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Cyproheptadine for Migraine Prevention

The entire time I’ve been on cyproheptadine (about seven weeks), I’ve alternated between wanting to gush to you about it and feeling an immense need to keep quiet, lest I put its effect in jeopardy. I’m more superstitious about this medication and its efficacy than a starting pitcher in the seventh game of the World Series. I fret over the strangest things, afraid that any change in my symptoms or dose could mean an end to the relief.

Cyproheptadine is not new or novel; in fact, the brand name version, Periactin, is no longer made. It is an old antihistamine often used to children with migraine. I tried it a couple years ago and, although it is known for causing drowsiness and is sometimes used as a sleep aid, it made me jittery and unable to sleep. That first trial lasted only a couple days. This past summer I was so fatigued (turns out I was deficient in vitamins D and B12) that I decided maybe the side effects I experienced on cyproheptadine the first time would be welcome.

This time I had the more typical side effects of drowsiness and increased appetite, but also had an immediate reduction in the severity of migraine pain. The side effects were the strongest the first week I started the medication. I’ve increased the dose twice and each time have noticed the side effects for two or three days before they disappear. So far, I’m two pounds heavier than when I started.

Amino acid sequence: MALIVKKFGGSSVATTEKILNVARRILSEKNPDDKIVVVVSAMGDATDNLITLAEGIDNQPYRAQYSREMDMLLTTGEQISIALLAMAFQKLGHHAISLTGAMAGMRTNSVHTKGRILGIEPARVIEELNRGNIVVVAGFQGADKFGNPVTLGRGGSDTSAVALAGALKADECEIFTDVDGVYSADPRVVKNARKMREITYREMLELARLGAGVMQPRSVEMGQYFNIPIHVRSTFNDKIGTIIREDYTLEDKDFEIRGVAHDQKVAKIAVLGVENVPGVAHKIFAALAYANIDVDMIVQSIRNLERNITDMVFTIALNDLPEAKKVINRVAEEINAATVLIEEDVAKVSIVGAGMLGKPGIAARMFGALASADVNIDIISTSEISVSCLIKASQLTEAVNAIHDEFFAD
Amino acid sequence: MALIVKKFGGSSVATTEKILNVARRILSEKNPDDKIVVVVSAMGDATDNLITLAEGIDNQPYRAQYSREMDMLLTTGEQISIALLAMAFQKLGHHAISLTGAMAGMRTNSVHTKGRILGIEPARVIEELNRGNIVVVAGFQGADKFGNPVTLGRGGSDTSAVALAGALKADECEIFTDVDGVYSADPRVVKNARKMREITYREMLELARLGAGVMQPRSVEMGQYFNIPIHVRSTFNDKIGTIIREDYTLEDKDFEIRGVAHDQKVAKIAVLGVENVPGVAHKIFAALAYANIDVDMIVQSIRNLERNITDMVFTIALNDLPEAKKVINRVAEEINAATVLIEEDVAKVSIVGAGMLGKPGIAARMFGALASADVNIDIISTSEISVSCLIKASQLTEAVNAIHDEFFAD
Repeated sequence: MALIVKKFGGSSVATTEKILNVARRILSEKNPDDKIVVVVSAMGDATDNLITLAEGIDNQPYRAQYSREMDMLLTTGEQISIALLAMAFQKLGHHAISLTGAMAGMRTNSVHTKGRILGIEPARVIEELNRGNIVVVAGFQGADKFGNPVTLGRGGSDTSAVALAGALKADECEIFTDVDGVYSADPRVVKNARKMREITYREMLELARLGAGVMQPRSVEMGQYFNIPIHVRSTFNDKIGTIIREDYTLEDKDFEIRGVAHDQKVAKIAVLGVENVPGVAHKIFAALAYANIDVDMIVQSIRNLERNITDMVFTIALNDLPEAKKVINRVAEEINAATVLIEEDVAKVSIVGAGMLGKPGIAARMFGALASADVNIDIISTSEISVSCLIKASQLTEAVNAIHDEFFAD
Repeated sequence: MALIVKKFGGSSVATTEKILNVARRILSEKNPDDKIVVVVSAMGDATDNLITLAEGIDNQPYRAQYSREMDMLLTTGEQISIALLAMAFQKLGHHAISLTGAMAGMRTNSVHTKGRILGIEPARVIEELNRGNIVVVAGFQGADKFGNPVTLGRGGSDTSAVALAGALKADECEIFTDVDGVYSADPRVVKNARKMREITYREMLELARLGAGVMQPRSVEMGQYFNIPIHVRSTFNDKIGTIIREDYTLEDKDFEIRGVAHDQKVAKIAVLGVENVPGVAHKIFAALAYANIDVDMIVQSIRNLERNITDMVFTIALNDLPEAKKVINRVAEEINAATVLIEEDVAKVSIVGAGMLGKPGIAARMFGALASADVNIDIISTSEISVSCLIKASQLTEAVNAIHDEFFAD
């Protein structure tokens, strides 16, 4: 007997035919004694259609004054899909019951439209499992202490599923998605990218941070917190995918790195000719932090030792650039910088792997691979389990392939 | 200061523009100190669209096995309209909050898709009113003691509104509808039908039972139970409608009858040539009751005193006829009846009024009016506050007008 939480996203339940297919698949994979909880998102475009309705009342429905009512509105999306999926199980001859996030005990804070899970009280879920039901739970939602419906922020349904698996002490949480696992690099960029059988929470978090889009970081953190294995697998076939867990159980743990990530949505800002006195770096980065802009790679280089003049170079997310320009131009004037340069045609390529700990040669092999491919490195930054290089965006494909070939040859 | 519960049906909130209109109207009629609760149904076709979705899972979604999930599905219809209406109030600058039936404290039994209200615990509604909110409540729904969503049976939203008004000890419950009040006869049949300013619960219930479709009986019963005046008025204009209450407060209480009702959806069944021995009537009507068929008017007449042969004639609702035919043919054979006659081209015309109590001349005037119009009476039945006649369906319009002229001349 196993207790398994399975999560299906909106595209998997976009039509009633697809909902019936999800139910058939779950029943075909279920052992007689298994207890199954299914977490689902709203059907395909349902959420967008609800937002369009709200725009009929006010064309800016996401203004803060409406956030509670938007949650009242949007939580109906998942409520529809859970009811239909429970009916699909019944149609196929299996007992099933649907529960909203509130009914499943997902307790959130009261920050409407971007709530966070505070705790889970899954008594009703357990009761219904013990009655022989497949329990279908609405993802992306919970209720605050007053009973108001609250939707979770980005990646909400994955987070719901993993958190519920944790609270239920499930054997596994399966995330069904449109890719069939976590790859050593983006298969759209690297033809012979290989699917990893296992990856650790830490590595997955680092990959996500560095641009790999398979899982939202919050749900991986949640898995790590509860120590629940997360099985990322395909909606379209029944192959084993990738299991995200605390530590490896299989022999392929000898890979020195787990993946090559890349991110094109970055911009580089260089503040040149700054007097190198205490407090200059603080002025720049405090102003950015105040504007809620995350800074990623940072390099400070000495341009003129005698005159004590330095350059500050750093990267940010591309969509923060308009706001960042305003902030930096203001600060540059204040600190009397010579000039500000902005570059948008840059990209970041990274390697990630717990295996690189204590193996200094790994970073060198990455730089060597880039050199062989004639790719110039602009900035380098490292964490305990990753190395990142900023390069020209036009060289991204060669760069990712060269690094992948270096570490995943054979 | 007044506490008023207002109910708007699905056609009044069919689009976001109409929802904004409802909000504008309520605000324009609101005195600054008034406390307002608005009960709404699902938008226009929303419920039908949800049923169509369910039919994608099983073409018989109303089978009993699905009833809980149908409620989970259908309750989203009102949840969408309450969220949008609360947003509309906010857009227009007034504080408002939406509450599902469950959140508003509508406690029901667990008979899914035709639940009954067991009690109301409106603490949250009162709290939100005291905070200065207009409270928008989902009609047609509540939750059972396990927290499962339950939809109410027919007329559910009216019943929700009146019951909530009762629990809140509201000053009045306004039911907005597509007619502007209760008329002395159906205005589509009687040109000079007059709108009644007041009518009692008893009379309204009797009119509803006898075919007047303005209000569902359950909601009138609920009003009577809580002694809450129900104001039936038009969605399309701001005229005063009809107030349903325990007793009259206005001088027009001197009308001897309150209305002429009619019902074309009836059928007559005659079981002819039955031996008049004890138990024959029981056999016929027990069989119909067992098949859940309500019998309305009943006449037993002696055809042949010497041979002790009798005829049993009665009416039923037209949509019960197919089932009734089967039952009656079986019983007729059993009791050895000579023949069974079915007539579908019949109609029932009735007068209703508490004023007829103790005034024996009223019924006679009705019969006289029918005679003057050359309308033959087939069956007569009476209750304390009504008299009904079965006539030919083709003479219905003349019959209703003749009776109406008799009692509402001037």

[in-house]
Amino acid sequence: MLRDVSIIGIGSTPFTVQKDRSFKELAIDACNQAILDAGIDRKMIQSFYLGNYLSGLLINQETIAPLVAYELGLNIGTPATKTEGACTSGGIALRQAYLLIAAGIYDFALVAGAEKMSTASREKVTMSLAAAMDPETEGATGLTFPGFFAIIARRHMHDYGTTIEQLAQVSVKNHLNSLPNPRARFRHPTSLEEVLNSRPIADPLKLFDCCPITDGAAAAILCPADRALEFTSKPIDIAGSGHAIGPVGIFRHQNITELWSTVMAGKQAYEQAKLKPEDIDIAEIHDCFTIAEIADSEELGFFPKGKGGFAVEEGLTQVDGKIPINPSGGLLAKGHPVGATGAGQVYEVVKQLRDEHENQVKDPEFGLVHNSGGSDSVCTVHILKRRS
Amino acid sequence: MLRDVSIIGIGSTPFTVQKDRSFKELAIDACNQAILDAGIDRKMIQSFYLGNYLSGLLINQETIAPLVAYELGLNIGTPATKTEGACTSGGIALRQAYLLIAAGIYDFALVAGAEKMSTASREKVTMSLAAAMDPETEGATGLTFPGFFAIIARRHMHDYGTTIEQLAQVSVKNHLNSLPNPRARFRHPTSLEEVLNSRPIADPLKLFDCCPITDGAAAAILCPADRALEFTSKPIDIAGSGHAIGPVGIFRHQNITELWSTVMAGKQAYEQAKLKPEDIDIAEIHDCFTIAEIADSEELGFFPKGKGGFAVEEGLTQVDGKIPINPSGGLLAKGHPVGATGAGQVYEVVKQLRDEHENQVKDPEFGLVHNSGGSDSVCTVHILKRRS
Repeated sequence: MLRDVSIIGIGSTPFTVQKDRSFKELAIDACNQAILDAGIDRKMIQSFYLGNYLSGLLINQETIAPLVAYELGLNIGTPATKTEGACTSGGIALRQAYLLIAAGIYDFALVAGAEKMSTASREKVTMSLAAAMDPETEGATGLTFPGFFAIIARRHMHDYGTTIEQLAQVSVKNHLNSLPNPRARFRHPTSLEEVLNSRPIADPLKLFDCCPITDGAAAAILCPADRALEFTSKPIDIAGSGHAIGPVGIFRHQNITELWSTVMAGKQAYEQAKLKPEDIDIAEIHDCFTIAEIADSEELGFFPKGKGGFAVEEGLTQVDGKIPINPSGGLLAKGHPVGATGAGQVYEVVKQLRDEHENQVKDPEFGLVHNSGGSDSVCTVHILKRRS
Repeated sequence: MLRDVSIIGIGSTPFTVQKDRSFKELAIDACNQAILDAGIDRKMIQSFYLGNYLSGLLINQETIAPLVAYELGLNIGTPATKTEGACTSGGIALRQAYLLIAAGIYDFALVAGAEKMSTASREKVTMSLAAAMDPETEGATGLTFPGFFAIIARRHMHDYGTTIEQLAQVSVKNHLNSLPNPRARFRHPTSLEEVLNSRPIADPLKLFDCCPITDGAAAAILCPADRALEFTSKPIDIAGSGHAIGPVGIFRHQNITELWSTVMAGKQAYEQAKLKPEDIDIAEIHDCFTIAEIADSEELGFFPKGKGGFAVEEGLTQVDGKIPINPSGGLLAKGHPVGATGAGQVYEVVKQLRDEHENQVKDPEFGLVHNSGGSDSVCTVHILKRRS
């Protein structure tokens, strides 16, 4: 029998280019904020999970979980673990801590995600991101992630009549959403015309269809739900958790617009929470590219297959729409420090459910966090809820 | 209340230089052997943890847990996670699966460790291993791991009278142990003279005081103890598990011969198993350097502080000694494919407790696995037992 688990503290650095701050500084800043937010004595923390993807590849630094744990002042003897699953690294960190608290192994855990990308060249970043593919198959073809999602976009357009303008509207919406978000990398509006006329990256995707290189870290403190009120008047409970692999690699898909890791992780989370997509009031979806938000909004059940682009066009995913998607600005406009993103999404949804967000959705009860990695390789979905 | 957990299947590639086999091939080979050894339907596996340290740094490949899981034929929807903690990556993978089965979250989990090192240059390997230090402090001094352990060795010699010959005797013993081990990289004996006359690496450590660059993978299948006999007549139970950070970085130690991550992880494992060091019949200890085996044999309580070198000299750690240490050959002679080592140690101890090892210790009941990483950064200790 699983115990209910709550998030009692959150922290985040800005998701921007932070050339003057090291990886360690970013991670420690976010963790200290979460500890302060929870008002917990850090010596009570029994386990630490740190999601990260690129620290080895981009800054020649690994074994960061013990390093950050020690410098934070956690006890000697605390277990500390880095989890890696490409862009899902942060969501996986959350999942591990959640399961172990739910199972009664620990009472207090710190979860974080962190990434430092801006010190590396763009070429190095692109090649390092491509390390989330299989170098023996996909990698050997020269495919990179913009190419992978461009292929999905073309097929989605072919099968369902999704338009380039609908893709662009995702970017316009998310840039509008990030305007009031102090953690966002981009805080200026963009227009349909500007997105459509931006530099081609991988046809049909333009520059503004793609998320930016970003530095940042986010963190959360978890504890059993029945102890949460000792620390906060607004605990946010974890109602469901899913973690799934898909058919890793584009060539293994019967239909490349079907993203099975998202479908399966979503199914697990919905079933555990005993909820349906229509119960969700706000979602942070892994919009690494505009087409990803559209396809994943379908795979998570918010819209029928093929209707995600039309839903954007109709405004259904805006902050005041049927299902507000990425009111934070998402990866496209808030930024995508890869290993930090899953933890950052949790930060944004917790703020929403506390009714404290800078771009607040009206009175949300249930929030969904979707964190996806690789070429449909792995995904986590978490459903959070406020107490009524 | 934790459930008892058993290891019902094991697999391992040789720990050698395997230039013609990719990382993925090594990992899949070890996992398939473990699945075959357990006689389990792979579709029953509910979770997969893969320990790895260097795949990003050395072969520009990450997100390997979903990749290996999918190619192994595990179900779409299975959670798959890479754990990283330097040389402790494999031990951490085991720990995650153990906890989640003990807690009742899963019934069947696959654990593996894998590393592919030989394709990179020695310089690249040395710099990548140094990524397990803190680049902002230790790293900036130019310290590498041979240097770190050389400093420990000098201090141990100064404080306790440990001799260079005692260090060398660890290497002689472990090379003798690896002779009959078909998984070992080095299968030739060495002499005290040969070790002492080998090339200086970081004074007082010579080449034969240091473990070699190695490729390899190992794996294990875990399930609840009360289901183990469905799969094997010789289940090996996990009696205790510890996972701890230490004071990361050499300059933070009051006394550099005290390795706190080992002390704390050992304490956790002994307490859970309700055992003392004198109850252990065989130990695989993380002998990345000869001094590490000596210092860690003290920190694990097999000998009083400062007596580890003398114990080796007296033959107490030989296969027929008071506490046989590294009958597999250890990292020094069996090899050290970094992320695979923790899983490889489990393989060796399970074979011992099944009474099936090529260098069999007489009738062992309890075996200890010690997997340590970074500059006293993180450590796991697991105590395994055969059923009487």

Cyproheptadine’s maximum dose is 36 mg; I’m on 12, where I plan to stay for at least another month to see if I get any further benefit the longer I’m on the dose. For now, I’m enjoying many days where the pain ranges between a level 2 and 4. Only twice in the last month has the pain reached level 6 and I’ve even had a couple hours at level 1. At least, I think it was — I have no memory of what level 1 feels like.

This is the land of rainbows and unicorns!

7 Responses to Cyproheptadine for Migraine Prevention

  1. Sue says:

    *quietly whispered* Hooray for rainbows and unicorns!

    (I totally understand the superstitious nature of life in migraine land)

  2. doing a tentative whoop whoop for you!! Also a very good advert for showing that just because a preventative didn’t work in the past doesn’t mean it’s not worth another go – and that sometimes it can be worth sticking out bearable side effects I guess! Fingers and toes crossed for you!!

  3. Thanks for the quiet, cautious celebration!

    And you make a great point, Victoria. I forgot to mention in the post that I’ve tried three dozen medications and supplements to no avail. Many people think they’ve tried everything after three or four meds. Oh no, there are many more options and you never know which one will work.

    Take care,
    Kerrie

  4. saaraah says:

    I am so so so happy for you! I haven’t heard of that medication before.. hmmm Anyway, I’m thrilled that you’re seeing improvements.

  5. Bibi says:

    Yabadoo – great to hear from another migraineur, that antihistamines work well :-))
    I’m on my 5th year now with Sandomigran and it still helps me.

    Thanx for all your posts on magnesium! It saves me from nasty rebound headaches.

  6. Veronica says:

    Any migraineur here suffer with perfume induced migraines? If so, what do you do about it as far as working in the public with people wearing perfume?

    *******
    Definitely talk to your boss about it. This is covered under the Americans with Disabilities Act. Take a look at this information about migraineurs, perfumed coworkers, and the ADA: http://www.healthcentral.com/migraine/c/11175/67623/disabilities-act?ic=2602.

    Best of luck!
    Kerrie

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